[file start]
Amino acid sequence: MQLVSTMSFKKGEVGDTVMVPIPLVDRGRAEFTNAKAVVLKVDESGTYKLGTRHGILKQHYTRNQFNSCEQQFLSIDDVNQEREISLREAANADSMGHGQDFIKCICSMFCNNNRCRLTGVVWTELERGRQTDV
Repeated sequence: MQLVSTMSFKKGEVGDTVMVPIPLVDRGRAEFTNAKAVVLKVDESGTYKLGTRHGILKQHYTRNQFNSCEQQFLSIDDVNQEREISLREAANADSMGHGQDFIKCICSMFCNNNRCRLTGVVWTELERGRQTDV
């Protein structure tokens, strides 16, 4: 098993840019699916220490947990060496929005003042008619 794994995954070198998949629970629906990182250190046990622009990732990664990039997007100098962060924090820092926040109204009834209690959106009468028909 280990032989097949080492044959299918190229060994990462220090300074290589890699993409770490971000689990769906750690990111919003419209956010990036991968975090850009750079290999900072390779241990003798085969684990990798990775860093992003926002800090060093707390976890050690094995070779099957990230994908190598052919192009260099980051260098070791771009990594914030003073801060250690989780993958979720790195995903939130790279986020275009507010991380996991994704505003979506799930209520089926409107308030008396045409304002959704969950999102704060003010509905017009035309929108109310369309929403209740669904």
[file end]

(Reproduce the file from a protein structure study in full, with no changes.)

Amino acid sequence: MQLVSTMSFKKGEVGDTVMVPIPLVDRGRAEFTNAKAVVLKVDESGTYKLGTRHGILKQHYTRNQFNSCEQQFLSIDDVNQEREISLREAANADSMGHGQDFIKCICSMFCNNNRCRLTGVVWTELERGRQTDV
Repeated sequence: MQLVSTMSFKKGEVGDTVMVPIPLVDRGRAEFTNAKAVVLKVDESGTYKLGTRHGILKQHYTRNQFNSCEQQFLSIDDVNQEREISLREAANADSMGHGQDFIKCICSMFCNNNRCRLTGVVWTELERGRQTDV
């Protein structure tokens, strides 16, 4: 098993840019699916220490947990060496929005003042008619 794994995954070198998949629970629906990182250190046990622009990732990664990039997007100098962060924090820092926040109204009834209690959106009468028909 280990032989097949080492044959299918190229060994990462220090300074290589890699993409770490971000689990769906750690990111919003419209956010990036991968975090850009750079290999900072390779241990003798085969684990990798990775860093992003926002800090060093707390976890050690094995070779099957990230994908190598052919192009260099980051260098070791771009990594914030003073801060250690989780993958979720790195995903939130790279986020275009507010991380996991994704505003979506799930209520089926409107308030008396045409304002959704969950999102704060003010509905017009035309929108109310369309929403209740669904």